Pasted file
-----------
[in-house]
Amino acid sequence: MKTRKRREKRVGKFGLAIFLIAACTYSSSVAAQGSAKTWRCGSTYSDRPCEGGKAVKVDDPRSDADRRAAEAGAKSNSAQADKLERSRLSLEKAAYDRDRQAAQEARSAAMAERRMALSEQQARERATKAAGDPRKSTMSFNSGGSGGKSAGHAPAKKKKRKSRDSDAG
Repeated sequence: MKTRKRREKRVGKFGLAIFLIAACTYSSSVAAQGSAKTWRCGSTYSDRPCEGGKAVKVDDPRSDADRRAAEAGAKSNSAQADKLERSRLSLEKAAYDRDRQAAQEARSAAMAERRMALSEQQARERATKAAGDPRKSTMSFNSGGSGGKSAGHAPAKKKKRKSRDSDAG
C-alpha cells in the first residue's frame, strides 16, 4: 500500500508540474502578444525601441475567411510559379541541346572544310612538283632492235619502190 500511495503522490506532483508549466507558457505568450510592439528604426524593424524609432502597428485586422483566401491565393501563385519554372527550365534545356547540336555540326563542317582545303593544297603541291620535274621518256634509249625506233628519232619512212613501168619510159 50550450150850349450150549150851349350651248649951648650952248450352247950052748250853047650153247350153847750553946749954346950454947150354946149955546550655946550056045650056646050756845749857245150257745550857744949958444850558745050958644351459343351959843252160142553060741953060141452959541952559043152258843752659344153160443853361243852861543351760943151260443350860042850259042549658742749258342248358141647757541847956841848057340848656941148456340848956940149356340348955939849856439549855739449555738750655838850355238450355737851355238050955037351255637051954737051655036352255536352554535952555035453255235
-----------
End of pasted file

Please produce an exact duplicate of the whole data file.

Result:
[in-house]
Amino acid sequence: MKTRKRREKRVGKFGLAIFLIAACTYSSSVAAQGSAKTWRCGSTYSDRPCEGGKAVKVDDPRSDADRRAAEAGAKSNSAQADKLERSRLSLEKAAYDRDRQAAQEARSAAMAERRMALSEQQARERATKAAGDPRKSTMSFNSGGSGGKSAGHAPAKKKKRKSRDSDAG
Repeated sequence: MKTRKRREKRVGKFGLAIFLIAACTYSSSVAAQGSAKTWRCGSTYSDRPCEGGKAVKVDDPRSDADRRAAEAGAKSNSAQADKLERSRLSLEKAAYDRDRQAAQEARSAAMAERRMALSEQQARERATKAAGDPRKSTMSFNSGGSGGKSAGHAPAKKKKRKSRDSDAG
C-alpha cells in the first residue's frame, strides 16, 4: 500500500508540474502578444525601441475567411510559379541541346572544310612538283632492235619502190 500511495503522490506532483508549466507558457505568450510592439528604426524593424524609432502597428485586422483566401491565393501563385519554372527550365534545356547540336555540326563542317582545303593544297603541291620535274621518256634509249625506233628519232619512212613501168619510159 50550450150850349450150549150851349350651248649951648650952248450352247950052748250853047650153247350153847750553946749954346950454947150354946149955546550655946550056045650056646050756845749857245150257745550857744949958444850558745050958644351459343351959843252160142553060741953060141452959541952559043152258843752659344153160443853361243852861543351760943151260443350860042850259042549658742749258342248358141647757541847956841848057340848656941148456340848956940149356340348955939849856439549855739449555738750655838850355238450355737851355238050955037351255637051954737051655036352255536352554535952555035453255235